Light-cured composite resins have been considered a material of major importance in Restorative Dentistry due to their esthetic properties. However, achievement of clinical and esthetic success with this material involves several aspects, including the curing technique.
The process of curing of composite resins occurs in three main phases: pre-gel, gel point and post-gel. During the pre-gel phase, the material may flow and undergo molecular rearrangement, in order to compensate shrinkages forces. During this phase, there is a predominance of linear polymer chains. Thereafter, the resin passes from the flow state (pre-gel) to the viscous state (post-gel), which establishes its gel point. During the post-gel phase, the resin presents a high modulus of elasticity, loses its flowing ability and transmits the stress yielded by polymerization shrinkage to the tooth-restoration interface5,15,16. At this stage, there is a predominance of cross links in the polymer structure.
Studies have demonstrated that curing technique may influence the polymerization shrinkage of composite3,4,8-11,15. The incomplete curing of composite resins is associated to a reduction in their mechanical properties and biocompatibility, increased content of residual monomers and altered clinical performance due to esthetic impairment, with high tendency to surface staining and possibility of marginal leakage. Therefore, different curing techniques have been suggested to overcome the problems related to polymerization shrinkage, especially postoperative sensitivity and marginal leakage3-7.:
Stepped technique (2 stages) & low light intensity is applied for a determined period, followed by high light intensity for a certain additional period.
Ramped technique (progressive) & initial low light intensity is applied, which is gradually increased for a certain period until it reaches a high final value that s maintained until completion of exposure.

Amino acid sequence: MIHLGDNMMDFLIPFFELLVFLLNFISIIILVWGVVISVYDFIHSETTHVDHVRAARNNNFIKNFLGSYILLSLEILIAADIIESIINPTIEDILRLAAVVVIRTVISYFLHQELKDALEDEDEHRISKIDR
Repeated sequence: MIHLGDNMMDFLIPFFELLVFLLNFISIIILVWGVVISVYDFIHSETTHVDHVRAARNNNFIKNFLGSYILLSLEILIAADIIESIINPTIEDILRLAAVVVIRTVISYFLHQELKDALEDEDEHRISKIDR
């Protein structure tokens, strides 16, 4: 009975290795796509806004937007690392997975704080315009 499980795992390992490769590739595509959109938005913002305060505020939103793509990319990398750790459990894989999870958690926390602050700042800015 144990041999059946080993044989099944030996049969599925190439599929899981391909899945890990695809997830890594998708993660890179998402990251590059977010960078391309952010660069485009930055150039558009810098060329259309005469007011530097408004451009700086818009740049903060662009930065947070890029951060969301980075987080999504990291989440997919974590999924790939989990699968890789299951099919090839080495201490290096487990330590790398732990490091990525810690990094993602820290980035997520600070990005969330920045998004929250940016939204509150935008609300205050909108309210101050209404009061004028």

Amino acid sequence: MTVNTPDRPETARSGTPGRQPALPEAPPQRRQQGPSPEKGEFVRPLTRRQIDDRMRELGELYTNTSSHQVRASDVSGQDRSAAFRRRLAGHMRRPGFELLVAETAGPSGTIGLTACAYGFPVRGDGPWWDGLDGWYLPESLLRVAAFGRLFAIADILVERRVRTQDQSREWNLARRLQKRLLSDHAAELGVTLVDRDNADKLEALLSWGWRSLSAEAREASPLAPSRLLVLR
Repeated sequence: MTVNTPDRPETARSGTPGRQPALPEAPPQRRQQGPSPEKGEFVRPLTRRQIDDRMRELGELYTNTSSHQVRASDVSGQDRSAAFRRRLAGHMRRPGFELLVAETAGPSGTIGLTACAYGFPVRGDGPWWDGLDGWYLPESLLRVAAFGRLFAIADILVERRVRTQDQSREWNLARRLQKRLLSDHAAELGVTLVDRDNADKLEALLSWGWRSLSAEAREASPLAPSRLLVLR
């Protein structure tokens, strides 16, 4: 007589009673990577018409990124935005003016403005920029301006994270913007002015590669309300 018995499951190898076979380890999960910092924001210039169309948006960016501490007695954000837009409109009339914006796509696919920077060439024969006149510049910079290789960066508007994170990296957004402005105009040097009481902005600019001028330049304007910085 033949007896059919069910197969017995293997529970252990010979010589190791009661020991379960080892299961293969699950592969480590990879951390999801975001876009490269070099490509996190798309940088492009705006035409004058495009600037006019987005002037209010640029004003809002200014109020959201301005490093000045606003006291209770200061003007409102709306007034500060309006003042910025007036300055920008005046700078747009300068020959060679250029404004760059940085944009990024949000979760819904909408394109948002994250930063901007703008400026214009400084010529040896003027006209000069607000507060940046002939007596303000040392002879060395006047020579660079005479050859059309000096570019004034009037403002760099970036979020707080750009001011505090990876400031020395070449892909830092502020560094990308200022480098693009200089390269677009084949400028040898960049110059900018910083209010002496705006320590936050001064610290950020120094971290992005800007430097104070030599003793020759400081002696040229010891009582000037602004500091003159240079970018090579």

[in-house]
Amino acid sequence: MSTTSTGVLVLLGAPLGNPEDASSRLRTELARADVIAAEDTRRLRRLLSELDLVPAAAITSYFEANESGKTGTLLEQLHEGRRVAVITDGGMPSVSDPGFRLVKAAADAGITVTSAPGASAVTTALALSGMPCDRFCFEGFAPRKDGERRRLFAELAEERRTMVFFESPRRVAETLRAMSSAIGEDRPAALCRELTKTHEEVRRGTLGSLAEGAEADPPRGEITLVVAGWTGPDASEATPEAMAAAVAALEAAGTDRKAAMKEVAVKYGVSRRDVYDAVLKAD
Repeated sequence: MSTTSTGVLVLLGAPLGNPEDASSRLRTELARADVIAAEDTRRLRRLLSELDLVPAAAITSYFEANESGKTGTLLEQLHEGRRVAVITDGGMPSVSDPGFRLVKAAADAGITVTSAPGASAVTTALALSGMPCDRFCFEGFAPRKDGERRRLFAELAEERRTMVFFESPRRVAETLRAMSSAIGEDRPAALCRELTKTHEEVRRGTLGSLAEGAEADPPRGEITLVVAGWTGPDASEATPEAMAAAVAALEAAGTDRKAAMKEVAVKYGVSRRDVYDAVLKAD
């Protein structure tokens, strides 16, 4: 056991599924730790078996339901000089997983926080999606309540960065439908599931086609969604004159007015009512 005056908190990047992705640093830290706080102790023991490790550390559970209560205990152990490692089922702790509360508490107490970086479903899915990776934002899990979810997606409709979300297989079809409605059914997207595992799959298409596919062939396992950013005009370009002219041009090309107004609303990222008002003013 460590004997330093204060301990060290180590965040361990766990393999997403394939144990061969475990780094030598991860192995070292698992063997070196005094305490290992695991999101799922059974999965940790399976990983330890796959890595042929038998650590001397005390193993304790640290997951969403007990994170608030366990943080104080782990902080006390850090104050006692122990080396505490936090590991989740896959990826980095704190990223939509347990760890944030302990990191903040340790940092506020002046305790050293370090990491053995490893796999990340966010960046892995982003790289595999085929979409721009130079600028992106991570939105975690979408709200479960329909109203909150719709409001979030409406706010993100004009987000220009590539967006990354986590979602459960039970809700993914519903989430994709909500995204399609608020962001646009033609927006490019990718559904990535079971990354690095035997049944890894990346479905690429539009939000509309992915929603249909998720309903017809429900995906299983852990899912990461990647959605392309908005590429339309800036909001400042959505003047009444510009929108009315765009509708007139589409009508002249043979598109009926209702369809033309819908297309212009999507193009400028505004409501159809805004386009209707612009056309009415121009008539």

Pulsed-delay technique (delayed pulse) & initial low light intensity is applied for a certain period, which is sufficient to allow curing of the surface. Slow internal polymerization is allowed to occur for 3 to 5 min. Surface finishing and polishing should be performed during this period, followed by a second exposure at a higher light intensity.
The aim of these techniques, which comprise initiation of light-curing at a low light intensity and a delay time, is to allow the occurrence of a more evident pre-gel phase, which would provide a low rate of conversion of monomers and thus allow material flow, yielding low internal stress from shrinkage and providing a good marginal adaptation. At the final stage of these techniques, completion of curing at a high light intensity would provide a proper degree of conversion, which is required for the achievement of satisfactory physical and mechanical properties4,6,7,10,11,18.
The measurement of microhardness is an indicator of the mechanical, physical and biological properties of a restorative material7. The hardness test is an indirect method that indicates the degree of curing1. Application of this test in depth as a parameter for analysis of curing is justified, since studies have indicated a good correlation between the Knoop hardness number (KHN = kg/mm2) and infrared light spectroscopy, a direct method that evaluates the degree of conversion of monomers6.
The aim of this study was to evaluate in vitro the effect of four light-curing techniques on the depth of cure of a composite resin by microhardness testing.
MATERIAL AND METHODS